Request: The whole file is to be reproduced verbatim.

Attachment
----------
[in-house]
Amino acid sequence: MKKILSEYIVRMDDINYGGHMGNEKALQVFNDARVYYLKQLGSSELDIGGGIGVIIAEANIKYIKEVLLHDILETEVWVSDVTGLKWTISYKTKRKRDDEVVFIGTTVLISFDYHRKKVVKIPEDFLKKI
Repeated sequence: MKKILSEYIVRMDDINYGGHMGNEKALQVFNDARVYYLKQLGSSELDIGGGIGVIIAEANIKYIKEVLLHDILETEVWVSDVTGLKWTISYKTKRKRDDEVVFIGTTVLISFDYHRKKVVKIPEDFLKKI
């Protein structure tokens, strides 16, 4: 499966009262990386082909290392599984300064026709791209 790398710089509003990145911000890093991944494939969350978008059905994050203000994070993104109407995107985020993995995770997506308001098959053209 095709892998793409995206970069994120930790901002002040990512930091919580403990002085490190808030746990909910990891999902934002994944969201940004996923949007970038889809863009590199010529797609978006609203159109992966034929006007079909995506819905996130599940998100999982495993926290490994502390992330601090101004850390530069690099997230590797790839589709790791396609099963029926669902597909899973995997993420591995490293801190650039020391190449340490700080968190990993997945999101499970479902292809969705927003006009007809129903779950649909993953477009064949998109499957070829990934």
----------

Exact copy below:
[in-house]
Amino acid sequence: MKKILSEYIVRMDDINYGGHMGNEKALQVFNDARVYYLKQLGSSELDIGGGIGVIIAEANIKYIKEVLLHDILETEVWVSDVTGLKWTISYKTKRKRDDEVVFIGTTVLISFDYHRKKVVKIPEDFLKKI
Repeated sequence: MKKILSEYIVRMDDINYGGHMGNEKALQVFNDARVYYLKQLGSSELDIGGGIGVIIAEANIKYIKEVLLHDILETEVWVSDVTGLKWTISYKTKRKRDDEVVFIGTTVLISFDYHRKKVVKIPEDFLKKI
């Protein structure tokens, strides 16, 4: 499966009262990386082909290392599984300064026709791209 790398710089509003990145911000890093991944494939969350978008059905994050203000994070993104109407995107985020993995995770997506308001098959053209 095709892998793409995206970069994120930790901002002040990512930091919580403990002085490190808030746990909910990891999902934002994944969201940004996923949007970038889809863009590199010529797609978006609203159109992966034929006007079909995506819905996130599940998100999982495993926290490994502390992330601090101004850390530069690099997230590797790839589709790791396609099963029926669902597909899973995997993420591995490293801190650039020391190449340490700080968190990993997945999101499970479902292809969705927003006009007809129903779950649909993953477009064949998109499957070829990934």